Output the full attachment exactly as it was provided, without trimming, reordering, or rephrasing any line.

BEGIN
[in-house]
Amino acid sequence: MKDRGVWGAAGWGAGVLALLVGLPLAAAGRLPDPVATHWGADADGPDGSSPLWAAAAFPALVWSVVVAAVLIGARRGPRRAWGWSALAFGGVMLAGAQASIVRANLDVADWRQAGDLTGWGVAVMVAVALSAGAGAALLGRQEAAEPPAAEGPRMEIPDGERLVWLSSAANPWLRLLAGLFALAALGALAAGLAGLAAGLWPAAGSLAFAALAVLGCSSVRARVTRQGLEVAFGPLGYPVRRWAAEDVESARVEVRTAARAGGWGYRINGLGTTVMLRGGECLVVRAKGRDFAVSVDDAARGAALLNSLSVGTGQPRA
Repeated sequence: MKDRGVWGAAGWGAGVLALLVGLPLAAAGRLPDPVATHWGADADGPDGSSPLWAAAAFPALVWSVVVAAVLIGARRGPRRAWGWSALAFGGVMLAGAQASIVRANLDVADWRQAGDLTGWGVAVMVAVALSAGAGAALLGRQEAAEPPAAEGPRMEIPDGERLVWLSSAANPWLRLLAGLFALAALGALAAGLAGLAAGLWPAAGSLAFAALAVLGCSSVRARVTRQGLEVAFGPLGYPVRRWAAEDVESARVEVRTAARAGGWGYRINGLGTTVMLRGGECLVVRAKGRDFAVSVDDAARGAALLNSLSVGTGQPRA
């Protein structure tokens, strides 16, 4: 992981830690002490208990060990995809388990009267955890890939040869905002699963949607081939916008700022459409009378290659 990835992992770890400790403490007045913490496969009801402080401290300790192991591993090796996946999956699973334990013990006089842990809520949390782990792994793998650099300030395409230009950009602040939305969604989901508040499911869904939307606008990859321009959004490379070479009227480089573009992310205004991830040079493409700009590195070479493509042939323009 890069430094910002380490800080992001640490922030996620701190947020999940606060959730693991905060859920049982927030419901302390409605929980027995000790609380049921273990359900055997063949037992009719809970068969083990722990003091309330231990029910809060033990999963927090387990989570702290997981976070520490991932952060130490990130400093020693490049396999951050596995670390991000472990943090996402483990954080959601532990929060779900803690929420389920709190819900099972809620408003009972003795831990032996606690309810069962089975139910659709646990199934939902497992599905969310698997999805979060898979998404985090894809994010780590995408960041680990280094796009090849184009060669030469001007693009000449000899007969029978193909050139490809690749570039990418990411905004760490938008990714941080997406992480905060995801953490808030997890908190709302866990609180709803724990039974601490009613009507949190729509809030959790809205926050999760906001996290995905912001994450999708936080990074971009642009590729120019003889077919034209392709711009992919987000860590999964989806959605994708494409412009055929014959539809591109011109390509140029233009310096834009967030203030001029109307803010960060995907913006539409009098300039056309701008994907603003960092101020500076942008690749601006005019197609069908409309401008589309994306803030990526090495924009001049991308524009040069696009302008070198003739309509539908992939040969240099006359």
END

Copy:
[in-house]
Amino acid sequence: MKDRGVWGAAGWGAGVLALLVGLPLAAAGRLPDPVATHWGADADGPDGSSPLWAAAAFPALVWSVVVAAVLIGARRGPRRAWGWSALAFGGVMLAGAQASIVRANLDVADWRQAGDLTGWGVAVMVAVALSAGAGAALLGRQEAAEPPAAEGPRMEIPDGERLVWLSSAANPWLRLLAGLFALAALGALAAGLAGLAAGLWPAAGSLAFAALAVLGCSSVRARVTRQGLEVAFGPLGYPVRRWAAEDVESARVEVRTAARAGGWGYRINGLGTTVMLRGGECLVVRAKGRDFAVSVDDAARGAALLNSLSVGTGQPRA
Repeated sequence: MKDRGVWGAAGWGAGVLALLVGLPLAAAGRLPDPVATHWGADADGPDGSSPLWAAAAFPALVWSVVVAAVLIGARRGPRRAWGWSALAFGGVMLAGAQASIVRANLDVADWRQAGDLTGWGVAVMVAVALSAGAGAALLGRQEAAEPPAAEGPRMEIPDGERLVWLSSAANPWLRLLAGLFALAALGALAAGLAGLAAGLWPAAGSLAFAALAVLGCSSVRARVTRQGLEVAFGPLGYPVRRWAAEDVESARVEVRTAARAGGWGYRINGLGTTVMLRGGECLVVRAKGRDFAVSVDDAARGAALLNSLSVGTGQPRA
């Protein structure tokens, strides 16, 4: 992981830690002490208990060990995809388990009267955890890939040869905002699963949607081939916008700022459409009378290659 990835992992770890400790403490007045913490496969009801402080401290300790192991591993090796996946999956699973334990013990006089842990809520949390782990792994793998650099300030395409230009950009602040939305969604989901508040499911869904939307606008990859321009959004490379070479009227480089573009992310205004991830040079493409700009590195070479493509042939323009 890069430094910002380490800080992001640490922030996620701190947020999940606060959730693991905060859920049982927030419901302390409605929980027995000790609380049921273990359900055997063949037992009719809970068969083990722990003091309330231990029910809060033990999963927090387990989570702290997981976070520490991932952060130490990130400093020693490049396999951050596995670390991000472990943090996402483990954080959601532990929060779900803690929420389920709190819900099972809620408003009972003795831990032996606690309810069962089975139910659709646990199934939902497992599905969310698997999805979060898979998404985090894809994010780590995408960041680990280094796009090849184009060669030469001007693009000449000899007969029978193909050139490809690749570039990418990411905004760490938008990714941080997406992480905060995801953490808030997890908190709302866990609180709803724990039974601490009613009507949190729509809030959790809205926050999760906001996290995905912001994450999708936080990074971009642009590729120019003889077919034209392709711009992919987000860590999964989806959605994708494409412009055929014959539809591109011109390509140029233009310096834009967030203030001029109307803010960060995907913006539409009098300039056309701008994907603003960092101020500076942008690749601006005019197609069908409309401008589309994306803030990526090495924009001049991308524009040069696009302008070198003739309509539908992939040969240099006359």